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Film / The Man with One Red Shoe

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When an ambitious deputy director frames the head of the CIA in a drug smuggling operation gone wrong, the director leaks info that a star witness will be coming into town, and sends his right hand man to the airport to make contact. The so called witness is a dupe picked at random based on a signal made up on the fly.

That man is Richard Drew, concert violinist and title character. When the deputy director takes the bait, coming to more and more paranoid conclusions based on completely innocent aspects of his life, Drew is dragged into the deadly spy battle, complete with Femme Fatale, wiretaps, tailing agents and multiple assassinations.

Also, it's a comedy starring Tom Hanks.

Released in 1985, this movie is an American remake of the 1972 French movie The Tall Blond Man with One Black Shoe, where comedian Pierre Richard played the role later given to Hanks. It plays with many of the spy thriller tropes, and also features a rare credited appearance by Carrie Fisher.

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Examples of:

  • Black and Grey Morality: The Deputy sees no problem with committing murder and causing international incidents to secure a promotion. Meanwhile, the Director has no issues with throwing an innocent man under a bus to save his own skin. The victor in the end is the Director's underling Brown, who is significantly more morally White than either of them, and ends up director of the CIA in the previous Director's place
  • Mistaken for CIA Deep Cover Agent: Drew's gig as a traveling musician has taken him around the world, including several Communist nations, which leads the Deputy to conclude music is just his cover job.
  • Cassandra Truth: "There are three dead men in your apartment"
  • Cold War: Downplayed -there's not a single Russian agent anywhere in the film.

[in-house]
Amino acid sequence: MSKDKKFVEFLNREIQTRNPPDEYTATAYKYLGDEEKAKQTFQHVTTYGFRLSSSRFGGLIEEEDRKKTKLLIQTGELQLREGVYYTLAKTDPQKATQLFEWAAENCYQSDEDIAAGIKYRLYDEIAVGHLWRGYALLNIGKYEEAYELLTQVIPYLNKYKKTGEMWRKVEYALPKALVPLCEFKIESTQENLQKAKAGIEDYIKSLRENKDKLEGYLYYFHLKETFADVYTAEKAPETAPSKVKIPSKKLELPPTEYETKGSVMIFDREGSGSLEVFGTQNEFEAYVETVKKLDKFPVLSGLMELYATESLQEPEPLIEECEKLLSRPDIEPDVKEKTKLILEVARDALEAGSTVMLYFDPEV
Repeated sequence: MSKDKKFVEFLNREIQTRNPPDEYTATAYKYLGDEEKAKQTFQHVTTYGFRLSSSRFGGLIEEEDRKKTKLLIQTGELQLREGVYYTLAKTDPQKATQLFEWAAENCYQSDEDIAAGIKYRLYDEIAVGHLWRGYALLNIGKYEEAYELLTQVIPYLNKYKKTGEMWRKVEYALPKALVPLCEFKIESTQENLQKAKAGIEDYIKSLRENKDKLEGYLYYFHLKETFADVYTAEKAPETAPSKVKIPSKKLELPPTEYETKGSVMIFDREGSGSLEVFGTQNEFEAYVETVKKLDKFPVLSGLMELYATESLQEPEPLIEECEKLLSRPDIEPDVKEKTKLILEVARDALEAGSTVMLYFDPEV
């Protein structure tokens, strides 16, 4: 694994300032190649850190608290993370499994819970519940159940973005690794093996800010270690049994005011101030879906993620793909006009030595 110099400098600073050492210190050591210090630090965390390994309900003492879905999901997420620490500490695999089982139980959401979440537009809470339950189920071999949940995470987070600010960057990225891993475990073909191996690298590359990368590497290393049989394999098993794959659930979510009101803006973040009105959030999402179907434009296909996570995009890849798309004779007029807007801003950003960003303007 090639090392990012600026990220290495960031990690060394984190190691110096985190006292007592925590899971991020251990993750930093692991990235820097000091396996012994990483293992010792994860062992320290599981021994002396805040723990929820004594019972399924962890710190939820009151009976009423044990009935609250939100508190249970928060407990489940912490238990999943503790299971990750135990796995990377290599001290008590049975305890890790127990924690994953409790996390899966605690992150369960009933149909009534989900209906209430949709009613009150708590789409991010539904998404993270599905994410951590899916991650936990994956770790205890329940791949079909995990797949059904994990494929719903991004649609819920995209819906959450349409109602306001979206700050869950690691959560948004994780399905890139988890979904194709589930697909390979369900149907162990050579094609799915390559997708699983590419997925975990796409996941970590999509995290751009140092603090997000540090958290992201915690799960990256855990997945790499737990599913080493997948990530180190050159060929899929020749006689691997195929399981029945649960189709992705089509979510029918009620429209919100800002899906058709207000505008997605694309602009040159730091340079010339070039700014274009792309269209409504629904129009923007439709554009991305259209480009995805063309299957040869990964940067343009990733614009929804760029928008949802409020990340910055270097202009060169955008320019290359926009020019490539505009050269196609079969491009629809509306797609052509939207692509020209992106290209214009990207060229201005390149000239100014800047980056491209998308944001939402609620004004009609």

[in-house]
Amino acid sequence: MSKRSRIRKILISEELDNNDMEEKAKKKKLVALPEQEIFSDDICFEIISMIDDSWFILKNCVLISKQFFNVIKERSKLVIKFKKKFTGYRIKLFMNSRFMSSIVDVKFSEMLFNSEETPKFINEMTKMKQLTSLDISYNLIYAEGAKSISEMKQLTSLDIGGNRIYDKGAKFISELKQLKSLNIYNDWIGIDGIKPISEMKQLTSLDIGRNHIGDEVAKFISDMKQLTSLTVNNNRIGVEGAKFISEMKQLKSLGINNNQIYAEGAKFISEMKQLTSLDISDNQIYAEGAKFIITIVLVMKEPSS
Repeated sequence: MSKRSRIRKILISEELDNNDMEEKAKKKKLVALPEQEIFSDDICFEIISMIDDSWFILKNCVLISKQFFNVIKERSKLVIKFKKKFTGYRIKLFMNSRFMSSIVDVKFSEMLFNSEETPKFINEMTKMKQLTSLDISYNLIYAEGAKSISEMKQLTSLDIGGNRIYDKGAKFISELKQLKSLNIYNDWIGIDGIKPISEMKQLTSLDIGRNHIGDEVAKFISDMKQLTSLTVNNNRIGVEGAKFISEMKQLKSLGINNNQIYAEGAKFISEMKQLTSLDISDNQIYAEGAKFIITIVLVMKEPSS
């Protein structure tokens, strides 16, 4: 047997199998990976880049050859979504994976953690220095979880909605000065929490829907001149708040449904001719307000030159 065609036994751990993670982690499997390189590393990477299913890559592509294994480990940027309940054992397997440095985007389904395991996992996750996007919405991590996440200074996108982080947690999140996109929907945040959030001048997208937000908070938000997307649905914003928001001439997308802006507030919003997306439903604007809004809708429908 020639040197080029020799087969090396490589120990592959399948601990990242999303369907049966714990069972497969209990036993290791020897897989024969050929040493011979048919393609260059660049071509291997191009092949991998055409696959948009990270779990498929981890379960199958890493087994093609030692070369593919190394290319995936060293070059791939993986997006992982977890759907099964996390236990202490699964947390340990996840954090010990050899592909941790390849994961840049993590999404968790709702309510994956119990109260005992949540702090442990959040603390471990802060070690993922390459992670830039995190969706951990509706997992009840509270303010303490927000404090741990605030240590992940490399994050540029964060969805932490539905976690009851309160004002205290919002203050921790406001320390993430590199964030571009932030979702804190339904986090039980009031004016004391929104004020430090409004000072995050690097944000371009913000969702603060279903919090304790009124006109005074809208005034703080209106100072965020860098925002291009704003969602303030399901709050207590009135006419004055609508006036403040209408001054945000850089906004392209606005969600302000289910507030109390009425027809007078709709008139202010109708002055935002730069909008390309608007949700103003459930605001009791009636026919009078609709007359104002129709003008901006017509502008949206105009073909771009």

• Deep Cover Agent: What Drew is mistaken for.
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  • Fanservice: Carrie Fisher turns in the gold metal bikini for leopard print underwear.
  • Feed the Mole: The Director's house is wired for sound. Which is why he has all important conversations out on his lawn with the sprinklers running, and stands directly in front of the bugs when he want to be sure they hear what he wants them to hear.
  • Femme Fatale: Used by the Deputy to get close to Drew. Played arrow straight.
  • Foreign Remake: Of the French film Le grand blond avec une chaussure noire (''The Tall Blond Man with One Black Shoe"). Biggest difference between the original and the remake: in the original the hero never realizes what's going on!
  • Hoist by His Own Petard: The final chase scene ends with the Deputy bursting into the room after Drew, gun drawn. The room contains the Senate sub-committee, which he sweeps with his muzzle, and the Femme Fatale, who was in on the original frame-up and willing to testify in order to save the hero.
  • Hollywood Silencer: Used by the competing teams of agents when they meet each other in Drew's apartment.
  • Instant Sedation: It takes multiple shots in the backside to put Drew out after a wiretapping team nearly gets caught in his apartment, with Drew becoming slightly delusional before finally dropping. The agents interpret this as a sign of nigh-inhuman endurance, further reinforcing their belief that he is a highly trained agent.
  • Noodle Incident: While some sound is heard, the exact mechanics of playing "Tarzan" are not laid out or shown on camera.
  • Person with the Clothing
  • Practical Joke: Drew's friend stole one shoe out of each of his pairs before his flight to DC, resulting in his mismatched footwear.
  • Resignations Not Accepted: Used toward the Femme Fatale, who is willing to betray her employer. Subverted, in that she turns states evidence in exchange for clemency at the end, getting out of the game in the process.
  • Spy Versus Spy: The internal politics of the CIA drive the entire plot.
  • Take a Level in Badass: By the end, Drew has gone from a mild mannered musician to charging an oncoming car with his bike, using a wooden plank as a lance.
  • Title Drop: When the Director's right hand man picks him out of the crowd at the airport.
  • The Fool: Drew doesn't even know what is going on until the final quarter of the movie, and it is only through dumb luck that he avoids getting shot, coming across a multiple murder in his own apartment, or getting all his teeth pulled in a vain search for microfilm.
  • Those Two Guys/Those Two Bad Guys: Both the Director and Deputy employ a pair of agents for stakeouts and wetwork.
  • Ugly Guy, Hot Wife: James Belushi is married to Carrie Fisher who is cheating on him with the main character.

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